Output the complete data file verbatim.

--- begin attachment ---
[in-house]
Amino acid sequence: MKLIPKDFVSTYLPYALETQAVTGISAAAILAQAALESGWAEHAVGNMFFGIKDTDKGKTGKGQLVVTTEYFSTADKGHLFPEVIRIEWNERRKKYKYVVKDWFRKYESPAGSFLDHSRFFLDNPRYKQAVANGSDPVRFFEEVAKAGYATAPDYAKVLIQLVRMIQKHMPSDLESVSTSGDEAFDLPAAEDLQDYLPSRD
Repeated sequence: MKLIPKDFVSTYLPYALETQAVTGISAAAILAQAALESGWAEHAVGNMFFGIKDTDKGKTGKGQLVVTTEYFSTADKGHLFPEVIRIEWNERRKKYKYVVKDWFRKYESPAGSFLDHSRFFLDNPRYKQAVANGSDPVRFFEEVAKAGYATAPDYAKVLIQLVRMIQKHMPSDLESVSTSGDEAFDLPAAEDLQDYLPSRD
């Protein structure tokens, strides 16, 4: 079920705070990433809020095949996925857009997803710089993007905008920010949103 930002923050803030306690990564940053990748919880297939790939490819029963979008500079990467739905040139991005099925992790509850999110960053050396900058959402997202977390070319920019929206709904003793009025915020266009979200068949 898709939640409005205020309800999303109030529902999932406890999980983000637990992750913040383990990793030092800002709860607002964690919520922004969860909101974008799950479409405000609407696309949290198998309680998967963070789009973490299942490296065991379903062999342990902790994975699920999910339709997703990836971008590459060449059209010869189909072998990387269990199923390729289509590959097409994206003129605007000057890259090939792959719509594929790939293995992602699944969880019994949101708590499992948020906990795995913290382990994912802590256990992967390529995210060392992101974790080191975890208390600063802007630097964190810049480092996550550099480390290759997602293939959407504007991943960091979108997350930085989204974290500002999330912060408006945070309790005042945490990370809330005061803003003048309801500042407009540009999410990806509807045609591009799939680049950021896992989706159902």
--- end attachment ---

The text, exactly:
[in-house]
Amino acid sequence: MKLIPKDFVSTYLPYALETQAVTGISAAAILAQAALESGWAEHAVGNMFFGIKDTDKGKTGKGQLVVTTEYFSTADKGHLFPEVIRIEWNERRKKYKYVVKDWFRKYESPAGSFLDHSRFFLDNPRYKQAVANGSDPVRFFEEVAKAGYATAPDYAKVLIQLVRMIQKHMPSDLESVSTSGDEAFDLPAAEDLQDYLPSRD
Repeated sequence: MKLIPKDFVSTYLPYALETQAVTGISAAAILAQAALESGWAEHAVGNMFFGIKDTDKGKTGKGQLVVTTEYFSTADKGHLFPEVIRIEWNERRKKYKYVVKDWFRKYESPAGSFLDHSRFFLDNPRYKQAVANGSDPVRFFEEVAKAGYATAPDYAKVLIQLVRMIQKHMPSDLESVSTSGDEAFDLPAAEDLQDYLPSRD
């Protein structure tokens, strides 16, 4: 079920705070990433809020095949996925857009997803710089993007905008920010949103 930002923050803030306690990564940053990748919880297939790939490819029963979008500079990467739905040139991005099925992790509850999110960053050396900058959402997202977390070319920019929206709904003793009025915020266009979200068949 898709939640409005205020309800999303109030529902999932406890999980983000637990992750913040383990990793030092800002709860607002964690919520922004969860909101974008799950479409405000609407696309949290198998309680998967963070789009973490299942490296065991379903062999342990902790994975699920999910339709997703990836971008590459060449059209010869189909072998990387269990199923390729289509590959097409994206003129605007000057890259090939792959719509594929790939293995992602699944969880019994949101708590499992948020906990795995913290382990994912802590256990992967390529995210060392992101974790080191975890208390600063802007630097964190810049480092996550550099480390290759997602293939959407504007991943960091979108997350930085989204974290500002999330912060408006945070309790005042945490990370809330005061803003003048309801500042407009540009999410990806509807045609591009799939680049950021896992989706159902």